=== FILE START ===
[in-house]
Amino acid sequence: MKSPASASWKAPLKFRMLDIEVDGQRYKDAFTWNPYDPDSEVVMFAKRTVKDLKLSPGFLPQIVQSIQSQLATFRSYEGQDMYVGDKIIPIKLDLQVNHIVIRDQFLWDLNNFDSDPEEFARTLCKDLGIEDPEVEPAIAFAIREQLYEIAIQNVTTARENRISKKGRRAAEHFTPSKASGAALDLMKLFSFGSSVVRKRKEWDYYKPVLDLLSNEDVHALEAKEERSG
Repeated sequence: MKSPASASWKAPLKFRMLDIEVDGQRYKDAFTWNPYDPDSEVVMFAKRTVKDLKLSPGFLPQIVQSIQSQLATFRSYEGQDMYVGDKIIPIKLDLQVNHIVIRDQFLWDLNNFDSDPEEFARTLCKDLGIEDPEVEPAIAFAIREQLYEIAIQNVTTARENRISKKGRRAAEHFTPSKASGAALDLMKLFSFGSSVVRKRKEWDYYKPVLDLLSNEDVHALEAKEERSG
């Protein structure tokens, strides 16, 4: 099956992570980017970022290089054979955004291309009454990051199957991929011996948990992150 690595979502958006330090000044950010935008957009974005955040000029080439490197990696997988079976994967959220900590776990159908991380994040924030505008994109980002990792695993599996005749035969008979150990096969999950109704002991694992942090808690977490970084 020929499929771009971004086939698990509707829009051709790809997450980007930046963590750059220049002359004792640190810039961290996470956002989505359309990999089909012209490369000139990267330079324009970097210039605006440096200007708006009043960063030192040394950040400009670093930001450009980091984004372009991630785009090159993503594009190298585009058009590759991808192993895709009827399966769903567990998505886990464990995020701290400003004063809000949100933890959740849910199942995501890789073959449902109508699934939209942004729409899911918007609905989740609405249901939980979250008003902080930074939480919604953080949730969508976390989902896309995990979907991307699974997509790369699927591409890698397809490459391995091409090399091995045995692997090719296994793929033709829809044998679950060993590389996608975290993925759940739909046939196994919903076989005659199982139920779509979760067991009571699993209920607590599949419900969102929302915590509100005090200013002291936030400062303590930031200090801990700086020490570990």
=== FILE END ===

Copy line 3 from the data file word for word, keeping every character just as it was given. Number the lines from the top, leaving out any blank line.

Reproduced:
Repeated sequence: MKSPASASWKAPLKFRMLDIEVDGQRYKDAFTWNPYDPDSEVVMFAKRTVKDLKLSPGFLPQIVQSIQSQLATFRSYEGQDMYVGDKIIPIKLDLQVNHIVIRDQFLWDLNNFDSDPEEFARTLCKDLGIEDPEVEPAIAFAIREQLYEIAIQNVTTARENRISKKGRRAAEHFTPSKASGAALDLMKLFSFGSSVVRKRKEWDYYKPVLDLLSNEDVHALEAKEERSG